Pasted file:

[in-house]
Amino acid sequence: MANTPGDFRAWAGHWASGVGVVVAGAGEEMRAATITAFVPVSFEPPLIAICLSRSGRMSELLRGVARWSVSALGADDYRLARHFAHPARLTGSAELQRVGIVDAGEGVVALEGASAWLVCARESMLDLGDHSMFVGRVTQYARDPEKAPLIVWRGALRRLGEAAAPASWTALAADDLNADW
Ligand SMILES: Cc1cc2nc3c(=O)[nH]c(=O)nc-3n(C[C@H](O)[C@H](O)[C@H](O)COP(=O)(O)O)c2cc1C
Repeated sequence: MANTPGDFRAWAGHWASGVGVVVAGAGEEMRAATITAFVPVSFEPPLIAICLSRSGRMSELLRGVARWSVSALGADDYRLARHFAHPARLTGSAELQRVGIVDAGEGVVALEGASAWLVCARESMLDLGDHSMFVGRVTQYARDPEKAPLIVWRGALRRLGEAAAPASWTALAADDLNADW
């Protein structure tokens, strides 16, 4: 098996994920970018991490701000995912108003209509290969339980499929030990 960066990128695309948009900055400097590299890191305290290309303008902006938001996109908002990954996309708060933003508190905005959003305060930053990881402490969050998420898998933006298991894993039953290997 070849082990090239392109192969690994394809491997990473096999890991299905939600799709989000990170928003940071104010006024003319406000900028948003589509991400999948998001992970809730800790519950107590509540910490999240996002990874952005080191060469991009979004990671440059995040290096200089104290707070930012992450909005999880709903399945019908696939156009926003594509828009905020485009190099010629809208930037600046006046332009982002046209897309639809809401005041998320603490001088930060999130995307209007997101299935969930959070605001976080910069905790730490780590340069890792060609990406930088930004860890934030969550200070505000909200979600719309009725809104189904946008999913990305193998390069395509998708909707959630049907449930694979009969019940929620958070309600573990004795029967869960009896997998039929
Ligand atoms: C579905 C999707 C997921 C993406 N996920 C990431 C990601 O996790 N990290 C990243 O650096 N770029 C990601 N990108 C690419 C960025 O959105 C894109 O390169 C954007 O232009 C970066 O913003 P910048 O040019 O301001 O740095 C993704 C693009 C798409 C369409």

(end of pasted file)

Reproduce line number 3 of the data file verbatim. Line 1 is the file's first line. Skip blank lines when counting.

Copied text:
Ligand SMILES: Cc1cc2nc3c(=O)[nH]c(=O)nc-3n(C[C@H](O)[C@H](O)[C@H](O)COP(=O)(O)O)c2cc1C